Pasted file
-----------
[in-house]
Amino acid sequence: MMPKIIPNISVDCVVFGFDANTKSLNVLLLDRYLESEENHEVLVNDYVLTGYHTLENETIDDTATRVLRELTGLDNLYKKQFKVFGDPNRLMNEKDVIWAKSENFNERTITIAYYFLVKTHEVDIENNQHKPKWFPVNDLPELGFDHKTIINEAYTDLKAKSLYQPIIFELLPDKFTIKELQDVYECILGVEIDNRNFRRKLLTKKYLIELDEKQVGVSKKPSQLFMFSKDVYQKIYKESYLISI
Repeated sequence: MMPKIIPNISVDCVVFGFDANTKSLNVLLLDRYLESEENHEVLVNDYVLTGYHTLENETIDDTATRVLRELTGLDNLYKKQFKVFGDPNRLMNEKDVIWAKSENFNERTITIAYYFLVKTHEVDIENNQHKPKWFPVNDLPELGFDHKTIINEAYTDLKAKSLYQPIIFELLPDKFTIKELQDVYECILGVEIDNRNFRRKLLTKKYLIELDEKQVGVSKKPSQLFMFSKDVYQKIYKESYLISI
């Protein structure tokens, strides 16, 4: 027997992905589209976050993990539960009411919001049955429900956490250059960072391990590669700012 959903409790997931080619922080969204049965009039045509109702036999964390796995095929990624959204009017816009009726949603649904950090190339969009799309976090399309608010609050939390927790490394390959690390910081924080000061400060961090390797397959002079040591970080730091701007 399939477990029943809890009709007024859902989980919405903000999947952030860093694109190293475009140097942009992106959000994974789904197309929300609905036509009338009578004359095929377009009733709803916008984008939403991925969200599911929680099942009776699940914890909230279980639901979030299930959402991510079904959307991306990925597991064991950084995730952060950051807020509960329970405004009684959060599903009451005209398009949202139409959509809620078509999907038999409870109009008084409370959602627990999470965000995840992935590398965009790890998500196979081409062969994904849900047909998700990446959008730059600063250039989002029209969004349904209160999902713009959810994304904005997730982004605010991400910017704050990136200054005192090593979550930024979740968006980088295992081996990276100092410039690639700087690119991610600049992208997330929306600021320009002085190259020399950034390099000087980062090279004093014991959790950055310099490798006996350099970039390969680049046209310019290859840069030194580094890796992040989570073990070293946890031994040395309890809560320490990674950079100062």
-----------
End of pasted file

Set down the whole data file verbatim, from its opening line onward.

[in-house]
Amino acid sequence: MMPKIIPNISVDCVVFGFDANTKSLNVLLLDRYLESEENHEVLVNDYVLTGYHTLENETIDDTATRVLRELTGLDNLYKKQFKVFGDPNRLMNEKDVIWAKSENFNERTITIAYYFLVKTHEVDIENNQHKPKWFPVNDLPELGFDHKTIINEAYTDLKAKSLYQPIIFELLPDKFTIKELQDVYECILGVEIDNRNFRRKLLTKKYLIELDEKQVGVSKKPSQLFMFSKDVYQKIYKESYLISI
Repeated sequence: MMPKIIPNISVDCVVFGFDANTKSLNVLLLDRYLESEENHEVLVNDYVLTGYHTLENETIDDTATRVLRELTGLDNLYKKQFKVFGDPNRLMNEKDVIWAKSENFNERTITIAYYFLVKTHEVDIENNQHKPKWFPVNDLPELGFDHKTIINEAYTDLKAKSLYQPIIFELLPDKFTIKELQDVYECILGVEIDNRNFRRKLLTKKYLIELDEKQVGVSKKPSQLFMFSKDVYQKIYKESYLISI
């Protein structure tokens, strides 16, 4: 027997992905589209976050993990539960009411919001049955429900956490250059960072391990590669700012 959903409790997931080619922080969204049965009039045509109702036999964390796995095929990624959204009017816009009726949603649904950090190339969009799309976090399309608010609050939390927790490394390959690390910081924080000061400060961090390797397959002079040591970080730091701007 399939477990029943809890009709007024859902989980919405903000999947952030860093694109190293475009140097942009992106959000994974789904197309929300609905036509009338009578004359095929377009009733709803916008984008939403991925969200599911929680099942009776699940914890909230279980639901979030299930959402991510079904959307991306990925597991064991950084995730952060950051807020509960329970405004009684959060599903009451005209398009949202139409959509809620078509999907038999409870109009008084409370959602627990999470965000995840992935590398965009790890998500196979081409062969994904849900047909998700990446959008730059600063250039989002029209969004349904209160999902713009959810994304904005997730982004605010991400910017704050990136200054005192090593979550930024979740968006980088295992081996990276100092410039690639700087690119991610600049992208997330929306600021320009002085190259020399950034390099000087980062090279004093014991959790950055310099490798006996350099970039390969680049046209310019290859840069030194580094890796992040989570073990070293946890031994040395309890809560320490990674950079100062």